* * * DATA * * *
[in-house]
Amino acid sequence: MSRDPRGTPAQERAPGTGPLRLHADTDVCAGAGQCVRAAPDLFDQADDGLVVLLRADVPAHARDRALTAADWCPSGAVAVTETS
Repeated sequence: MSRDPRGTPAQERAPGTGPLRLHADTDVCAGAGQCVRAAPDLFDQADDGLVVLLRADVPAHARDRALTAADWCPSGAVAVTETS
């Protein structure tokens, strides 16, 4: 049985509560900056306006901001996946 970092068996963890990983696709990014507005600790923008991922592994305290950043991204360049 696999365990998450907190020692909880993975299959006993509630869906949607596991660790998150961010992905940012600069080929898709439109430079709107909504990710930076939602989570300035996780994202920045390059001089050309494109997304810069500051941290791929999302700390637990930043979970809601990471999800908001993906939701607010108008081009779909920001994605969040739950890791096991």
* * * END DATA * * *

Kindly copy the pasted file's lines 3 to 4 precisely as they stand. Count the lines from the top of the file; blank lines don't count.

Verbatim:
Repeated sequence: MSRDPRGTPAQERAPGTGPLRLHADTDVCAGAGQCVRAAPDLFDQADDGLVVLLRADVPAHARDRALTAADWCPSGAVAVTETS
């Protein structure tokens, strides 16, 4: 049985509560900056306006901001996946 970092068996963890990983696709990014507005600790923008991922592994305290950043991204360049 696999365990998450907190020692909880993975299959006993509630869906949607596991660790998150961010992905940012600069080929898709439109430079709107909504990710930076939602989570300035996780994202920045390059001089050309494109997304810069500051941290791929999302700390637990930043979970809601990471999800908001993906939701607010108008081009779909920001994605969040739950890791096991």